The fourth question went to JOHNSON of Kanawha: Do you think underwriting will become more restrictive across the industry? Answer: The short answer is yes, but I do see it becoming better underwriting. The concept of insurance is that we should all be paying for our own appropriate risk. That's where the industry is headed, but it is a mistake to see that as becoming more restrictive. In truth, underwriting is becoming more appropriate and more accurate. (Audience and panel tackled the ticklish question of how obesity and diabetes, which Stinson called "This generation's cigarette," will impact underwriting, but all concluded we just don't know yet.)

STINSON of Genworth was asked the fifth question: If the industry could go back five years and change one decision, what would it be and how would you change it? Answer: Without a doubt, if the LTCi industry had a more aggressive government relations agenda five years ago, we would be in a better position today. There's been too much fuss over above-the-line tax deductibility and not enough focus on education, public awareness, and a national LTC partnership program. (All bowed before the Holy Grail of education, but audience members, including yours truly and Center Board Chairman Claude Thau, reminded panelists and the audience that Medicaid and government budgets are hurting big time, that LTCi could bring major fiscal relief, and that properly targeted public policy advocacy could achieve a bigger and better result than the dismal failures of the past.)

(Note: more than once and again at this point, rebellion broke out among the audience, who wanted to skip over questions and answers about technical topics and talk turkey: "Why are sales down almost 30 percent this year and what are you big shots going to do about it?" The moderator tamped down these outbursts with a promise, later fulfilled, that the panel would tackle that critical question before the end of the program.)

The sixth and last prepared question went to VAN LEER of John Hancock: How can we change the perception that LTCi is only appropriate for a narrow band of people? Answer: We need to modify the message we are delivering and how we deliver it. We need to evolve the message and stop defining need by amount of income or assets that people have or don't have. LTCi is not just a stand-alone insurance product. It needs to be conceptualized as part of a comprehensive retirement plan. LTC is the biggest threat to retirees' assets. All roads lead to retirement planning. "Asset protection is number one."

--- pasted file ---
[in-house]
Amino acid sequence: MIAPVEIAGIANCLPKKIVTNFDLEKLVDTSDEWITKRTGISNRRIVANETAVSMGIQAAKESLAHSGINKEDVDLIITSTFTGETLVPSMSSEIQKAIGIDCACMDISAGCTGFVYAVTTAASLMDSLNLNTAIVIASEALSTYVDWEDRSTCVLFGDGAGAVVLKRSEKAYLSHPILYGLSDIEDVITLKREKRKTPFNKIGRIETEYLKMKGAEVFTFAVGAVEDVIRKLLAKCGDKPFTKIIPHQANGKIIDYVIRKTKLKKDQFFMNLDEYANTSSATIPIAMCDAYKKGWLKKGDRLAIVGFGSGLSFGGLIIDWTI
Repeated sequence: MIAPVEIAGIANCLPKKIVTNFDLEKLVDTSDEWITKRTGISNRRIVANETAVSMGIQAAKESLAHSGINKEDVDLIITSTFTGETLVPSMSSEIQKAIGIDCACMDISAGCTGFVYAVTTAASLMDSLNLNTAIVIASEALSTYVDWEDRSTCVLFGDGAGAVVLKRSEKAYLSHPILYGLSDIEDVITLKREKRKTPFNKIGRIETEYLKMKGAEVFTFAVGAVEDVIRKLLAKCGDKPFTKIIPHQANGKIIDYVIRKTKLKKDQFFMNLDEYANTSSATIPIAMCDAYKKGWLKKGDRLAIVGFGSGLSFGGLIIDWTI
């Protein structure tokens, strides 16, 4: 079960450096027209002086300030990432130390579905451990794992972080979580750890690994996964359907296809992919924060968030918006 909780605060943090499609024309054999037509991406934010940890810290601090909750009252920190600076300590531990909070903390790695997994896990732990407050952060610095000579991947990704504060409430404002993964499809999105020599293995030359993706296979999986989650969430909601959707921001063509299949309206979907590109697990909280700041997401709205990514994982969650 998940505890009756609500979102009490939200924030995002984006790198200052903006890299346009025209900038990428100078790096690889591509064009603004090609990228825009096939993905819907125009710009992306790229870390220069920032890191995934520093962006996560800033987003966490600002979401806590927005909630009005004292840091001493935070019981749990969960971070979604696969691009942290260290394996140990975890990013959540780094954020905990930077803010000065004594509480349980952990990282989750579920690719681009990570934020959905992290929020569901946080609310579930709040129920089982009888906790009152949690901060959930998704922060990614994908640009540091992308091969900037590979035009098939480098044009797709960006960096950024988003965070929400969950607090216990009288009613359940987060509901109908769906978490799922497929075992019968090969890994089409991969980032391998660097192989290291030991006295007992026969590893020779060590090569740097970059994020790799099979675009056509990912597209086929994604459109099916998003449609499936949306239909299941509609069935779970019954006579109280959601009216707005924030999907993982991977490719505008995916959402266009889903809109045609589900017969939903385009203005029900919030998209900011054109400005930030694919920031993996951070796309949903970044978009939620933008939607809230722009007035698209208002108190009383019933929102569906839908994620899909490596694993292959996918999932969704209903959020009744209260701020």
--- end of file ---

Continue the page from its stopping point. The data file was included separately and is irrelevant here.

Finally, just as I had to leave to catch my plane, the panel began to address the big question on everyone's mind: Why are sales down and what can be done about it? Answer: All express optimism, emphasize the promising demographics, repeat the usual reasons why consumers should be buying, blame distribution problems and rate stability challenges, and state their confusion and frustration that people still don't buy in bigger numbers.

The most comprehensive answer I heard before having to rush away came from Ruddock of MetLife: What happened? The economy took a downturn. Big companies couldn't deliver adequate profit margins at the macro level. So some of them left the LTCi market. Right after that, we had a lot of negative press about the product. In the employer market, even though it has grown, participation levels are below where they should be because health insurance costs in general are going through the roof. Response rates from LTCi direct marketing have tanked. Policy prices are higher than they were. We have to bring the price down. In the public policy arena, there can't be enough said. We need to work together through our trade associations to go along on the ride for Social Security reform, because our issue is closely related. The state government level also has big potential, because states are bleeding. As long as people with significant income and assets have Medicaid as an option, LTCi sales will lag. This is a complicated issue with lots of factors that is not going away. If we can't figure this out, shame on us.

LTC Comment: With the exception of that final comment, the panelists ignored the "elephant in the room:" "You can't sell apples on one side of street when they're giving them away on the other." As long as Medicaid remains "inheritance insurance" for the middle class, most people will not take the risk of LTC seriously and only a few will buy private insurance against it. That's the cause of the problem. Everything else is symptoms. But there is hope. On the very day the SOA-LTCi conference closed, the National Council on the Aging (NCOA) published Dr. Barbara Stucki's superb new report on the use of home equity conversion to fund long-term care: "Use Your Home to Stay at Home." Watch for it and for our comments and analysis. This could blow the lid off LTCi sales and save Medicaid as a long-term care safety net for the poor.